America Poems: The New Colossus - Poem by Emma Lazarus

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The New Colossus - Poem by Emma Lazarus

Not like the brazen giant of Greek fame,
With conquering limbs astride from land to land;
Here at our sea-washed, sunset gates shall stand
A mighty woman with a torch, whose flame
Is the imprisoned lightning, and her name
Mother of Exiles. From her beacon-hand
Glows world-wide welcome; her mild eyes command
The air-bridged harbor that twin cities frame.
"Keep, ancient lands, your storied pomp!" cries she
With silent lips. "Give me your tired, your poor,
Your huddled masses yearning to breathe free,
The wretched refuse of your teeming shore.
Send these, the homeless, tempest-tost to me,
I lift my lamp beside the golden door!"

Comments about The New Colossus by Emma Lazarus

  • Chinedu Dike 11/5/2019 5:58:00 PM

    A masterful piece of poetry beautifully conceived and elegantly brought forth with artistic brilliance. Reply

    1 person liked.
    0 person did not like.
  • Sally Plumb Plumb 7/23/2017 10:10:00 AM

    Powerful! Reply

    1 person liked.
    0 person did not like.
  • Francie Lynch 6/24/2017 7:14:00 PM

    Colossal bullshit. Great poem. Reply

    0 person liked.
    5 person did not like.
  • Savita Tyagi 2/5/2017 8:14:00 PM

    A new sign in front of Liberty of Statue
    New Colossus closed for restoration
    Can not accept the tired and desolate
    Hungry and homeless beaten by fate
    Date of opening to be announced soon!
    Reply

    4 person liked.
    0 person did not like.
  • Michael Ryland 9/13/2015 8:09:00 PM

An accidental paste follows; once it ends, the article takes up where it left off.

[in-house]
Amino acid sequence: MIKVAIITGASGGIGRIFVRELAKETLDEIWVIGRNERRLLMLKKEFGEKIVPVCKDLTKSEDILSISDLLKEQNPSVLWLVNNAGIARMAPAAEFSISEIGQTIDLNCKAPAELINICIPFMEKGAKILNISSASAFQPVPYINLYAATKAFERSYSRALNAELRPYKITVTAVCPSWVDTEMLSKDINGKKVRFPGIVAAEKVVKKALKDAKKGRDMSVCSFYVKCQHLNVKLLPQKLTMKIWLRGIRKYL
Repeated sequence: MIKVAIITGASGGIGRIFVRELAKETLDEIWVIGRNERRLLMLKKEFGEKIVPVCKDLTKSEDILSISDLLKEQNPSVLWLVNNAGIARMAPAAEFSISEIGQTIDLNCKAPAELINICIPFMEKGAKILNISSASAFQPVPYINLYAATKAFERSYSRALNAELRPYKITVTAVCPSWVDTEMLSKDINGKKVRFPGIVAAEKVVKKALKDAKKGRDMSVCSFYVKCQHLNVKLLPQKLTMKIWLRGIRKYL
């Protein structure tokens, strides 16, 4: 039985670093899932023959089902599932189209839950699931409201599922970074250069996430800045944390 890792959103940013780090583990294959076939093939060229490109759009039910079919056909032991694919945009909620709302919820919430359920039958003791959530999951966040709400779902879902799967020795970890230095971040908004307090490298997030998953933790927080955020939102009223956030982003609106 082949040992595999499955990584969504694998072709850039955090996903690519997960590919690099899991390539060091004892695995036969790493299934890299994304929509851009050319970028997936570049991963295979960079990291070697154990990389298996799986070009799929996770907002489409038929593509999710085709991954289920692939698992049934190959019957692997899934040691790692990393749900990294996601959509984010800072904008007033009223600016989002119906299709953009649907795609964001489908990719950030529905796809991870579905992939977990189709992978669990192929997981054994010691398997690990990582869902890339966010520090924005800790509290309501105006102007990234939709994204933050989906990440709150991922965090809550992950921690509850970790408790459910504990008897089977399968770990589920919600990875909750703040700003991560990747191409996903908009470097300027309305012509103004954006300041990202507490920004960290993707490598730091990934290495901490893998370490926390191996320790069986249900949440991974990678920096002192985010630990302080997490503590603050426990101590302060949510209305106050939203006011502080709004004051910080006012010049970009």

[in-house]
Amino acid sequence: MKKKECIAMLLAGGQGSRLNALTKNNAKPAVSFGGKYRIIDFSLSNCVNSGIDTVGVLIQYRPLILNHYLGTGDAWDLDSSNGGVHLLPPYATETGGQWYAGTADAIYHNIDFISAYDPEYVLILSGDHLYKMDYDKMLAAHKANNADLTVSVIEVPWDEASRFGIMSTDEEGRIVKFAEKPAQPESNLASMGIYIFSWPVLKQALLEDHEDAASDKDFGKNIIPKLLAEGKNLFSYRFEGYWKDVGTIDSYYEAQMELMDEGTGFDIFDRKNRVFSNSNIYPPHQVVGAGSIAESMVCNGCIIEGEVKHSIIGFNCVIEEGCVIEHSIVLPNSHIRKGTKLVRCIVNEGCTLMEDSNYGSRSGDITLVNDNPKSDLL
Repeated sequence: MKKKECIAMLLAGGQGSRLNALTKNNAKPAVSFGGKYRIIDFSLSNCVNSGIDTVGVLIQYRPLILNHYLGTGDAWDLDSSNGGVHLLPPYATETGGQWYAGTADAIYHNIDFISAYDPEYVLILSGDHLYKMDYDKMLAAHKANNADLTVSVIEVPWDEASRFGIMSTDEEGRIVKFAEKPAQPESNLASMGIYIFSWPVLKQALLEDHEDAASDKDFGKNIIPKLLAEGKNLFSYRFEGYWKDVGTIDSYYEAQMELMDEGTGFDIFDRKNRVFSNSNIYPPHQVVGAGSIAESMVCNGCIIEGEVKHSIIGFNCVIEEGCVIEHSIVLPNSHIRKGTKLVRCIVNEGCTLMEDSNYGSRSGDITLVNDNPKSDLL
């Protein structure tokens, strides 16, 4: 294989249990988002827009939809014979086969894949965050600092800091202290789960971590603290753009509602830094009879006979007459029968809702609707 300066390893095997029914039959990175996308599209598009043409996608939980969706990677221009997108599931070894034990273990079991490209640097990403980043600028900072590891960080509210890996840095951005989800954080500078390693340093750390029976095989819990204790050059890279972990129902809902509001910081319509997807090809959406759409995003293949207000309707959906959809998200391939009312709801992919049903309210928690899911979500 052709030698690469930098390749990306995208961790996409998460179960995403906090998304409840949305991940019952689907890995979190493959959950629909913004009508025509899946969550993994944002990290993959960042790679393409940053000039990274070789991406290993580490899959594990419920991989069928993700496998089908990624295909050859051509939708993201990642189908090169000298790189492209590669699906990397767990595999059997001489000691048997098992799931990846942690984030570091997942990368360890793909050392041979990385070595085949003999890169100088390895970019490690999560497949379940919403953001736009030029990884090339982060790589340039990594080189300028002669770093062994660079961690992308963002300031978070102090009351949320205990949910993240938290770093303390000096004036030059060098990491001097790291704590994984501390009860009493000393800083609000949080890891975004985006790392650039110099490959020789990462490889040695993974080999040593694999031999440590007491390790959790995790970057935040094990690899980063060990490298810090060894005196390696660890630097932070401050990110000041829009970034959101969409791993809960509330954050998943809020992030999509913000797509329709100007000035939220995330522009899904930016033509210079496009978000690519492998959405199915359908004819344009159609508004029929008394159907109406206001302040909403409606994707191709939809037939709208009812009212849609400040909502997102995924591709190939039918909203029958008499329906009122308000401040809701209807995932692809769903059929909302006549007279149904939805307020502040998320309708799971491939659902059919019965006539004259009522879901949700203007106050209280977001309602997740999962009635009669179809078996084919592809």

This used to be what America stood for. No longer. Tragic.

    And, the wording is perfect.
    Reply

    Siddartha Montik (11/12/2016 9:53:00 AM)

    So True..!

    11 person liked.
    7 person did not like.
  • Chinedu Dike 2/1/2015 6:08:00 AM

    A beautiful piece on the Statue Of Liberty - The Symbol of US Freedom. A lovely piece of poetry, penned with insight. Reply

    9 person liked.
    6 person did not like.
  • Lorraine Margueritte Gasrel Black 3/11/2009 1:34:00 PM

    OR: the wretches refused from distant shores.

    I know it's a very famous poem written by an elite, wealthy person who lived at a time when many starving people from Europe immigrated to the US.I think the original line reflects a certain snobby attitude towards those very poor people even though the poet's intentions may have been veiled and her words cloaked with pity for the unfortunate.
    Reply

    13 person liked.
    28 person did not like.
  • Lorraine Margueritte Gasrel Black 3/11/2009 12:24:00 PM

    I would have written 'wretched refused from your teeming shores'.

    For some reason the term euro-trash was coined from a very simple mistake that could have been easily corrected.The slur may not have been used in Emma's day but people do like to twist things around and take advantage.I'm the oldest daughter of parents who immigrated to the US after WW2 ended became naturalise, lawabiding, tax paying and hardworking moral citizens and someone used that derogatory terminology towards them and any immigrant who have chosen to reached these shores and settle here in our great country.I was born in New York City...so techniclly it makes me a native just like all US citizens of any ancestry of whom respect should be shown.

    I will give this poem a ten but I just feel that it would have given fairer treatment and dignity to all immigrants if it had been worded slightly differently.
    Reply

    11 person liked.
    27 person did not like.
  • Organizied Anarchist 2/1/2007 6:10:00 PM

    No one commented on this? I think it's a great poem, obviously written on the Statue of Liberty. The famous line 'Give me your tired, your poor, /Your huddled masses yearning to breathe free' is quoted tons of places as a symbol of the 'American' spirit of liberty. I just think it's a great line. For some reason, 'huddled masses yearning to breathe free' is very discriptive language to me and it's really beautiful. Reply

    31 person liked.
    12 person did not like.
America Poems
  1. 1. Let America Be America Again
    Langston Hughes
  2. 2. On Being Brought From Africa To America
    Phillis Wheatley
  3. 3. America
    Claude McKay
  4. 4. America The Beautiful
    Katharine Lee Bates
  5. 5. I Hear America Singing
    Walt Whitman
  6. 6. A Farewell To America To Mrs. S. W.
    Phillis Wheatley
  7. 7. America, A Prophecy
    William Blake